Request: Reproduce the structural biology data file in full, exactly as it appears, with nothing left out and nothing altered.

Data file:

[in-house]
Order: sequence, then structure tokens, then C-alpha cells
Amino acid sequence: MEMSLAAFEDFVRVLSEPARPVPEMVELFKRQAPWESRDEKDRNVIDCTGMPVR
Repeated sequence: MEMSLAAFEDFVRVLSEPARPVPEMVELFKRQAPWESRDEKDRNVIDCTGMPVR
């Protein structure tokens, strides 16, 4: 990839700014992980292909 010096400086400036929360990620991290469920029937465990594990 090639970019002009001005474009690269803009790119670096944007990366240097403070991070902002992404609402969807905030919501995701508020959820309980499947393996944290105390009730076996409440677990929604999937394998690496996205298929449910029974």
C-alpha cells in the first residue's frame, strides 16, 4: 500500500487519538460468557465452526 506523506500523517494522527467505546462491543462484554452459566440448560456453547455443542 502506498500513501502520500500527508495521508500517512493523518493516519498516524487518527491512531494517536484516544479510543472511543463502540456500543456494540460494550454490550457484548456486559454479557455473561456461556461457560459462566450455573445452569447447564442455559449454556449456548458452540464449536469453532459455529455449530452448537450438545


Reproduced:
[in-house]
Order: sequence, then structure tokens, then C-alpha cells
Amino acid sequence: MEMSLAAFEDFVRVLSEPARPVPEMVELFKRQAPWESRDEKDRNVIDCTGMPVR
Repeated sequence: MEMSLAAFEDFVRVLSEPARPVPEMVELFKRQAPWESRDEKDRNVIDCTGMPVR
């Protein structure tokens, strides 16, 4: 990839700014992980292909 010096400086400036929360990620991290469920029937465990594990 090639970019002009001005474009690269803009790119670096944007990366240097403070991070902002992404609402969807905030919501995701508020959820309980499947393996944290105390009730076996409440677990929604999937394998690496996205298929449910029974």
C-alpha cells in the first residue's frame, strides 16, 4: 500500500487519538460468557465452526 506523506500523517494522527467505546462491543462484554452459566440448560456453547455443542 502506498500513501502520500500527508495521508500517512493523518493516519498516524487518527491512531494517536484516544479510543472511543463502540456500543456494540460494550454490550457484548456486559454479557455473561456461556461457560459462566450455573445452569447447564442455559449454556449456548458452540464449536469453532459455529455449530452448537450438545